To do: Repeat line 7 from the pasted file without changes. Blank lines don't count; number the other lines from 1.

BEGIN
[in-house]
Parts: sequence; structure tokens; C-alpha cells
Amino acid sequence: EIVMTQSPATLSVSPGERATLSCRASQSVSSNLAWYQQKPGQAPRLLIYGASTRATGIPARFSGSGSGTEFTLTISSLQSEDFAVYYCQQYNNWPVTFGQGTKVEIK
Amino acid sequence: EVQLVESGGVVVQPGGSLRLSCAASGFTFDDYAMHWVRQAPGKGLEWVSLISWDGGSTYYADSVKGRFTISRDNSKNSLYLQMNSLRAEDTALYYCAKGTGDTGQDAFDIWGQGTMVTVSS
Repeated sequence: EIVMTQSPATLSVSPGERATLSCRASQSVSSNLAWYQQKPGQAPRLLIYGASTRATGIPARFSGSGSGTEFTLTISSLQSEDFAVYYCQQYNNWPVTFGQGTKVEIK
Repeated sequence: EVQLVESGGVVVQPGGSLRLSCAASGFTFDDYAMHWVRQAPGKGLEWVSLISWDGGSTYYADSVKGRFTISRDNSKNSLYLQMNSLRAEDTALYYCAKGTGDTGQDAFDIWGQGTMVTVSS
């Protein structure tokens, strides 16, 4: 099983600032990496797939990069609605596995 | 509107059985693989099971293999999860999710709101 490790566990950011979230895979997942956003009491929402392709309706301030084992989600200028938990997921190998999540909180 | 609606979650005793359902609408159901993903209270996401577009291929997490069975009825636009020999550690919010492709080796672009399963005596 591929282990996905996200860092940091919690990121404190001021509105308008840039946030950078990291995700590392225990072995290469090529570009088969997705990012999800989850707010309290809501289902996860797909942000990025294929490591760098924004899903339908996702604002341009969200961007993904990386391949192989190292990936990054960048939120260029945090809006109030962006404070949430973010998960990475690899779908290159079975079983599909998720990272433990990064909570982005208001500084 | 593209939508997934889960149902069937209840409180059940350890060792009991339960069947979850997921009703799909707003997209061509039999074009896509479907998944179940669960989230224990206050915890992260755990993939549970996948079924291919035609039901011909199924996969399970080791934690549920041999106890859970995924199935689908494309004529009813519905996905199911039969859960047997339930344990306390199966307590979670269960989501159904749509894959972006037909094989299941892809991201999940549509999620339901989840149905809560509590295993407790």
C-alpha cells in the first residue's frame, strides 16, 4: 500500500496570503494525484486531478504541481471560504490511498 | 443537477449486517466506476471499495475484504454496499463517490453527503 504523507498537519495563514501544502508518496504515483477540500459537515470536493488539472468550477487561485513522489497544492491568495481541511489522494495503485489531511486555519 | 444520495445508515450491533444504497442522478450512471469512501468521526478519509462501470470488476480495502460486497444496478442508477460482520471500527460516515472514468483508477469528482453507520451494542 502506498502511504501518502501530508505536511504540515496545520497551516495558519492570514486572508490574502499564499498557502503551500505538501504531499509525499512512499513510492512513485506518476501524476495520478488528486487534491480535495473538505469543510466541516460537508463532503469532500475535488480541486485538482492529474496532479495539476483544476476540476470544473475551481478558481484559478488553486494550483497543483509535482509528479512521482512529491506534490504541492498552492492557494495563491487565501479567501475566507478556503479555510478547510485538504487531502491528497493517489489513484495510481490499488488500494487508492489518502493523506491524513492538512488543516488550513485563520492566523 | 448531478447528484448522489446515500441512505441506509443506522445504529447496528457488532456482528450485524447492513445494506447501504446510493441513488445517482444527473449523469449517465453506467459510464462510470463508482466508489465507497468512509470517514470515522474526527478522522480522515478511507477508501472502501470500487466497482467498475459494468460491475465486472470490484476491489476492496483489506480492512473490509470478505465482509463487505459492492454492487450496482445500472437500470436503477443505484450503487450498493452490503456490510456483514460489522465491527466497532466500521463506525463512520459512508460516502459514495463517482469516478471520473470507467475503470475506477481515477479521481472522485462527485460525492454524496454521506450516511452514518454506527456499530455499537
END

């Protein structure tokens, strides 16, 4: 099983600032990496797939990069609605596995 | 509107059985693989099971293999999860999710709101 490790566990950011979230895979997942956003009491929402392709309706301030084992989600200028938990997921190998999540909180 | 609606979650005793359902609408159901993903209270996401577009291929997490069975009825636009020999550690919010492709080796672009399963005596 591929282990996905996200860092940091919690990121404190001021509105308008840039946030950078990291995700590392225990072995290469090529570009088969997705990012999800989850707010309290809501289902996860797909942000990025294929490591760098924004899903339908996702604002341009969200961007993904990386391949192989190292990936990054960048939120260029945090809006109030962006404070949430973010998960990475690899779908290159079975079983599909998720990272433990990064909570982005208001500084 | 593209939508997934889960149902069937209840409180059940350890060792009991339960069947979850997921009703799909707003997209061509039999074009896509479907998944179940669960989230224990206050915890992260755990993939549970996948079924291919035609039901011909199924996969399970080791934690549920041999106890859970995924199935689908494309004529009813519905996905199911039969859960047997339930344990306390199966307590979670269960989501159904749509894959972006037909094989299941892809991201999940549509999620339901989840149905809560509590295993407790």